Either way, the District Council can become involved. In the first scenario, the District Council may decide to review the Planning Board staff recommendation "on its own motion." PGCC § 27-244(e)(1). (This procedure is locally referred to as "calling up." See Zimmer, 444 Md. at 535.) If the Planning Board staff recommendation is called up by the District Council, the matter is set for a hearing before a zoning hearing examiner, who makes a recommendation to the Council. The District Council then makes a decision based primarily on the record developed in the hearing before the zoning hearing examiner.[10]

          In the present appeal, however, we are concerned with the second scenario, that is, one in which the Planning Board itself decides to grant or deny a certification application. In such instances, the District Council may call up the Planning Board's decision or a party may appeal the Board's decision to the District Council. PGCC § 27-244(f)(5)(A). In either event, the District Council will hold a public hearing and will:

decide to affirm, reverse, or modify the recommendation of the Planning Board. The decision of the Council shall be based on the record made before the Planning Board. No new evidence shall be entered into the record of the case unless it is remanded to the Planning Board and a rehearing is ordered.

PGCC § 27-244(f)(5)(D).

         2. Convenience & Dollar's Certification Application and the Board's Hearing

         Convenience & Dollar has owned a small commercial property located on Southern Avenue near Capitol Heights since 2005. The property is improved by an 800-square-foot building and a parking area. The property has been used for retail purposes since the 1980s and is located in the County's Subregion 4 Planning District.[11]

         In 2005, the property was zoned as Commercial Shopping Center ("C-S-C"). Retail stores are a permitted use in C-S-C districts. On June 1, 2010, the District Council approved a new master plan for Subregion 4, and enacted a sectional map amendment, which changed the zoning classifications of certain properties within the subregion. One of the affected parcels was the property owned by Convenience & Dollar; it was reclassified from C-S-C to Residential-Townhouse ("R-T"). Retail stores are not permitted uses in the R-T district. Therefore, in order to continue to use its property for retail purposes, Convenience & Dollar Plus needed to obtain a nonconforming use certification.

         In December 2012, and without the assistance of legal counsel, Convenience & Dollar filed an application for certification. In March 2013, the Planning Board staff reviewed the application. The staff found the documentary information submitted with the application to be scanty and inconsistent. Public records indicated that there had been a braid shop[12] operating on the property for a time, and it wasn't clear to staff whether the braid shop was the exclusive use or whether the shop shared the space with a covenience store. The staff report to the Board stated that the business records submitted in support of the application did not clearly indicate that the retail use had been open without an interruption of 180 days or more since the rezoning occurred, and that the affidavits submitted "were contradictory." The report concluded:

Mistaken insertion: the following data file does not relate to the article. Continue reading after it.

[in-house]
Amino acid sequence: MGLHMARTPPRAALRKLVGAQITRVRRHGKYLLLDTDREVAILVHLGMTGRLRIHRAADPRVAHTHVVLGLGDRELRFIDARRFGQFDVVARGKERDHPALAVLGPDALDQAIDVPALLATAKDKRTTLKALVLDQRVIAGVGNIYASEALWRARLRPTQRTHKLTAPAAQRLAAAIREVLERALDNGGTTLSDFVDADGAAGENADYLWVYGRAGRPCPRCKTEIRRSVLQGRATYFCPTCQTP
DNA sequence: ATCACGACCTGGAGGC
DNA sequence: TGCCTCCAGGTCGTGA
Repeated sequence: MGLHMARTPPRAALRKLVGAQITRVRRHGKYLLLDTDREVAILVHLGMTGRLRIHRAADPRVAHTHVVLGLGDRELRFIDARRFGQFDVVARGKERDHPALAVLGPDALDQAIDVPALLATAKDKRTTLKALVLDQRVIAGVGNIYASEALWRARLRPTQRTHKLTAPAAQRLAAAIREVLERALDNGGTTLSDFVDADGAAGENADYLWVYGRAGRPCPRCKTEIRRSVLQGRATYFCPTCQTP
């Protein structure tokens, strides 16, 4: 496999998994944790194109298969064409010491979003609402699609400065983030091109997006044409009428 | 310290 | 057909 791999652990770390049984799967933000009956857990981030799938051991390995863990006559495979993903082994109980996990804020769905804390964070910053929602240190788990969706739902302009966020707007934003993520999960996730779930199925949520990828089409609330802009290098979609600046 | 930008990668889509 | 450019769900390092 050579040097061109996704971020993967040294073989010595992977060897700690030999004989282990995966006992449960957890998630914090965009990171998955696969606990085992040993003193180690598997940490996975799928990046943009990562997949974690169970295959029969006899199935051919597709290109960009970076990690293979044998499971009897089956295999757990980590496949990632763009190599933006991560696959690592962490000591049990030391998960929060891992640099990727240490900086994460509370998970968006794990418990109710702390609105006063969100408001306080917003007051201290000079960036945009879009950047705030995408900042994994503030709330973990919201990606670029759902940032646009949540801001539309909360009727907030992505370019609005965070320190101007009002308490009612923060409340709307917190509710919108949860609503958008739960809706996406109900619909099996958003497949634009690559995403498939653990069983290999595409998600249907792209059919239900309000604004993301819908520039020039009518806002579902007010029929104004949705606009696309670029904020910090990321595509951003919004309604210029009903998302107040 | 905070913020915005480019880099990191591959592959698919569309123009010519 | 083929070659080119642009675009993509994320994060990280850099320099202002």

Perhaps additional evidence from the applicant to the Planning Board will be more persuasive. However, based on the evidence submitted, staff believes that the subject application should be recommended for DENIAL.

         The Planning Board held a hearing on the application in March 2013. Convenience & Dollar, now represented by counsel, presented the testimony of Kevin White, the senior pastor of the New Life Christian Center, a church located about four blocks from the Convenience & Dollar property. Pastor White testified that he had been affiliated with the church for thirteen years, that the longest vacation that he took doing that period was for three days, that the Convenience & Dollar property had been used as a convenience store throughout that period, and that he frequently shopped there. In response to questions from Convenience & Dollar's counsel, Pastor White stated that there had also been a braid or beauty salon located on the premises between 2007 and 2009.

         JoAnne Brown testified that she had been the manager of a restaurant located a few feet from the Convenience & Dollar property "for over 20 years." Like Reverend White, she testified that the Convenience & Dollar property had been continuously used as a convenience store and she had often shopped there. She also testified that there had been a beauty or braid shop sharing the premises with the convenience store in the period from 2007 to 2009.

         Malik Waleed, Convenience & Dollar's owner, also testified. He told the Board that the property has been used as a convenience store since he purchased it in 2005 and that, for a time from 2007 to 2009, he attempted to lease part of the space to a beauty/braid shop but this arrangement was never satisfactory. He testified that, throughout this period, the convenience store "never shut [its] doors," and the property has been a "full blown convenience store" since 2010.

         Counsel asked for, and obtained, a continuance to supplement the record with ...